THE decision by the Reserve Bank of Zimbabwe to allow unregistered panners to sell their gold to Fidelity Printers and Refineries contradicts mining legislation and is likely to fuel illicit gol
The central bank last week allowed gold panners to sell the yellow metal to Fidelity even if they do not have licences and are not registered.
Fidelity is a unit of the RBZ.
Analysts said this was a desperate move to mobilise gold for export to earn foreign currency.
Economic analyst John Robertson said government was displaying desperation for foreign currency by allowing unregistered panners to sell their gold through the formal system.
“The Reserve Bank is recognising an informal source of revenue that has already been there. Due to the difficulties in sourcing foreign currency they now want to get gold from illegal panners,” Robertson said.
Robertson said the panners might register in the short-term.
Although it will bring in more foreign currency, the move is in violation of the Mines and Minerals Act which states that panners are supposed to register and be licensed.
“No person shall work any alluvial or eluvial deposit of a designated mineral except under an order,” reads Section 222, subsection (3) of the Mines and Minerals Act.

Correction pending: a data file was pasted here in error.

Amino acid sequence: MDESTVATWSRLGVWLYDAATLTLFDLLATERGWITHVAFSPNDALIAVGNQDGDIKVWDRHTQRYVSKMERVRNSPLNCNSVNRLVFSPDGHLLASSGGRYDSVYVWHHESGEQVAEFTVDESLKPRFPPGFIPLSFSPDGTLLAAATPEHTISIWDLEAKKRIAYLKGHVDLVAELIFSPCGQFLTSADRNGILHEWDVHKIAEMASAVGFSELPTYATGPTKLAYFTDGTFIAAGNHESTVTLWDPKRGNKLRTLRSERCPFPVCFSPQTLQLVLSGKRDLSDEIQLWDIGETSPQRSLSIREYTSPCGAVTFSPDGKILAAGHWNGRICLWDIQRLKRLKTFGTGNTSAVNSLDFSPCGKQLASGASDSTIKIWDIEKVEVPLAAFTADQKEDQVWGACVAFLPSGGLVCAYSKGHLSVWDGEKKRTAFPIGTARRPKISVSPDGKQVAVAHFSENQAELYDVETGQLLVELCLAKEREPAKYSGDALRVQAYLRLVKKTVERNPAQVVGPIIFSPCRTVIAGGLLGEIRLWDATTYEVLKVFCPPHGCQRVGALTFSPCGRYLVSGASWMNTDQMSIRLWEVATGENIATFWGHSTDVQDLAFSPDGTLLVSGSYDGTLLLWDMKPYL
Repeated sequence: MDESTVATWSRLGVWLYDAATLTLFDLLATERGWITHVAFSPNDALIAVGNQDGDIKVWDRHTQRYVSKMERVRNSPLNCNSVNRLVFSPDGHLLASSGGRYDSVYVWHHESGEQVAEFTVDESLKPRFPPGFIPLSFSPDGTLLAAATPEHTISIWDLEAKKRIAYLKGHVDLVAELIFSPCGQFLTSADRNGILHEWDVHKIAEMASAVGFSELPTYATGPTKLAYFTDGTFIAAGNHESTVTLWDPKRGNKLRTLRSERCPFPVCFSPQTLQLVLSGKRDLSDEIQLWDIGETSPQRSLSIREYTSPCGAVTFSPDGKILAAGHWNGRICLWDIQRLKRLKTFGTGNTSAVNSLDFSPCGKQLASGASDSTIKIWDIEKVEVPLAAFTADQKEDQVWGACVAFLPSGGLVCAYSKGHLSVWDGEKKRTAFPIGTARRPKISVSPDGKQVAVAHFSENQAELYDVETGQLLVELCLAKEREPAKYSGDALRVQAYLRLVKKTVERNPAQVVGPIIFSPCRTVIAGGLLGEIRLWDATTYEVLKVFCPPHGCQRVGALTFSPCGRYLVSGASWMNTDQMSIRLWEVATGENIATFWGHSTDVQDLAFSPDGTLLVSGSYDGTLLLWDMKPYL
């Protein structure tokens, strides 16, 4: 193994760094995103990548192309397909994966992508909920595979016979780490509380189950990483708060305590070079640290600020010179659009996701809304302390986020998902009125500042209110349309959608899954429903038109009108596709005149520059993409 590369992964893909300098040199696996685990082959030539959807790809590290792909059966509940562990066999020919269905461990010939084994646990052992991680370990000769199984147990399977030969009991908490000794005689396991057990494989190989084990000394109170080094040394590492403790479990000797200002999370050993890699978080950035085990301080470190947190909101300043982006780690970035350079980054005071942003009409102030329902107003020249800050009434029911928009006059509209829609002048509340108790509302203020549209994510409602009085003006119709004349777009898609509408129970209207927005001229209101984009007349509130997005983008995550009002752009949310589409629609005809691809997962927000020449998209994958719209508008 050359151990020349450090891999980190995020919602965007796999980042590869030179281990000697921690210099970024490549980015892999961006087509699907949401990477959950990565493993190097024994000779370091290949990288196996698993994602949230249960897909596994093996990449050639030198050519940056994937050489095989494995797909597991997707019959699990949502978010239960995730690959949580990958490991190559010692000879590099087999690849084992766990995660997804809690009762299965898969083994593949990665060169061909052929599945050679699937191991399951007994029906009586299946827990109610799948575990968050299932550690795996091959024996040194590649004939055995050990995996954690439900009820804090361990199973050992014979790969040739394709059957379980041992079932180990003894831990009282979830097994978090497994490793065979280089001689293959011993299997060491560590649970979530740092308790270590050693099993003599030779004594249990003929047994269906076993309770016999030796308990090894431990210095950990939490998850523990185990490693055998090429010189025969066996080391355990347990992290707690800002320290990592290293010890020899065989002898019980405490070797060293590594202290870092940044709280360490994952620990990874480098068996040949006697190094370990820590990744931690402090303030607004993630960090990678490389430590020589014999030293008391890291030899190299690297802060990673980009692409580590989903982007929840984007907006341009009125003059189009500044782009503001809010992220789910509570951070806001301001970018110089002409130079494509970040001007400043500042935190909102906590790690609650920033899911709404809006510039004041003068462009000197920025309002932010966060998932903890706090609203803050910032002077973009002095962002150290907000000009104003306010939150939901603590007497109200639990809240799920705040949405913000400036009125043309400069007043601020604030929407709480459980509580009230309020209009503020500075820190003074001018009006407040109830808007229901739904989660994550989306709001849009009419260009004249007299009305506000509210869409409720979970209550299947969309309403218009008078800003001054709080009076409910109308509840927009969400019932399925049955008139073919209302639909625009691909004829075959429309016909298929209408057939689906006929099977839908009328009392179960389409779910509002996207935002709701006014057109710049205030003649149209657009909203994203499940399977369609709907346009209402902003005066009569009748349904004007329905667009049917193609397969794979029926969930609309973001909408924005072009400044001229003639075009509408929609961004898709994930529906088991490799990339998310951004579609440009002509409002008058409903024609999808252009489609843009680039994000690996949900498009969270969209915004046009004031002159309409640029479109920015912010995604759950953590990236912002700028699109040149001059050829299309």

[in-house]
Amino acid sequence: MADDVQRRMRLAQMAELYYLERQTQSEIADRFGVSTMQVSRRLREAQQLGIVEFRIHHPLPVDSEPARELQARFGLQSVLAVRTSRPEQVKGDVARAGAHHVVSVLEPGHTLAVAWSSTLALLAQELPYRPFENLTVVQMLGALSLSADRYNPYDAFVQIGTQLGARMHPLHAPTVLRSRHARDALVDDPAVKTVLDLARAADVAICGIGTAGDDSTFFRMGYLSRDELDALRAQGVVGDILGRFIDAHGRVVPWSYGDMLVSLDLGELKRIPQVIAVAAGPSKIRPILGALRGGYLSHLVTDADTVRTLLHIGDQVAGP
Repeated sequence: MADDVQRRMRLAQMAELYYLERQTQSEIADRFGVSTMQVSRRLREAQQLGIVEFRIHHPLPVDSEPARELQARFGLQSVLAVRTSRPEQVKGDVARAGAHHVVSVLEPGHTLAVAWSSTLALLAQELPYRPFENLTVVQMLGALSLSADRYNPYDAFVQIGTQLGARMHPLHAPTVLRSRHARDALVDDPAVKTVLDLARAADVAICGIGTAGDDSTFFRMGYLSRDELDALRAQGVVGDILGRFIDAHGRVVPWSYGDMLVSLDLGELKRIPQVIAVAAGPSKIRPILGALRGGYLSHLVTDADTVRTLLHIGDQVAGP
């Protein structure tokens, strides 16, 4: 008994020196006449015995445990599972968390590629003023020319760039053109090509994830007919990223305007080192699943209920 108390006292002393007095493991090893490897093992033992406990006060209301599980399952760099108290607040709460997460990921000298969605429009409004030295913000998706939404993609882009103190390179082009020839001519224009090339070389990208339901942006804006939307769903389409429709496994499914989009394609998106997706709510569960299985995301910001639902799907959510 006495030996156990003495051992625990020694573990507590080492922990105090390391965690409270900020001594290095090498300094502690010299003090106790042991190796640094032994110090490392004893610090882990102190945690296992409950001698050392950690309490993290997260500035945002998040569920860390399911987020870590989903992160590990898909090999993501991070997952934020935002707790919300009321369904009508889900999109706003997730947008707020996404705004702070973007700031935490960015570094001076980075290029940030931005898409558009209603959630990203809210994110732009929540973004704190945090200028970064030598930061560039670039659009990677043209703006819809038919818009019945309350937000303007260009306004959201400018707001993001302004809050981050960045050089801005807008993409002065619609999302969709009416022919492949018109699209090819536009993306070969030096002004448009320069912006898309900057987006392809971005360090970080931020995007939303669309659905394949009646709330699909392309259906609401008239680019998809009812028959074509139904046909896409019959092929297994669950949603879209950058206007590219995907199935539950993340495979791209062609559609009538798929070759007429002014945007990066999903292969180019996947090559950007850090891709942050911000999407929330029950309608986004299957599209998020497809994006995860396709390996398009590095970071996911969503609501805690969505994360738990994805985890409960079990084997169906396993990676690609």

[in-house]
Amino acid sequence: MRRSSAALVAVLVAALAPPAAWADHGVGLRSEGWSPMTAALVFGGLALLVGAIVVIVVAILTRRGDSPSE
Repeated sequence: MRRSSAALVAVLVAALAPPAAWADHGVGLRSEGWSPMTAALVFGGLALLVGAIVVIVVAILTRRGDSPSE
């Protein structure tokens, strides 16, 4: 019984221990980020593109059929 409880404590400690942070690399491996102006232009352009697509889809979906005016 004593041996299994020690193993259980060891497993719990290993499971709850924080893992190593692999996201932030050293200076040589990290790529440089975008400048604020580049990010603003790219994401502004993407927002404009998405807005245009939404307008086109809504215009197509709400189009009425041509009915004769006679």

Section 225, subsection 2 (b) says the order shall contain provisions requiring the miner to give notice of every period during which he proposes to conduct operations and the particular land within the area covered by the order on which such operations are proposed to be conducted.
The gold panners were assured by the central bank that they would not be required to produce mining licences or say where they got the gold.
Small-scale gold miners and unregistered panners are now selling their gold to Fidelity without producing mining licences.
The government has in the past complained about illicit gold dealers who buy gold from panners and illegally export it. In 2003, government cancelled gold buying concession licences and directed Fidelity to be the sole buyer of gold in Zimbabwe.
In a bid to boost the delivery of gold, the RBZ recently increased the gold support price to $175 000 per gramme from $130 000 per gramme.
Gold exports declined during the first quarter of this year, realising a total of US$80,4 million compared to US$90,7 million during the same period last year.
In 2003, the precious metal fetched US$43,9 million during the first three months of the year.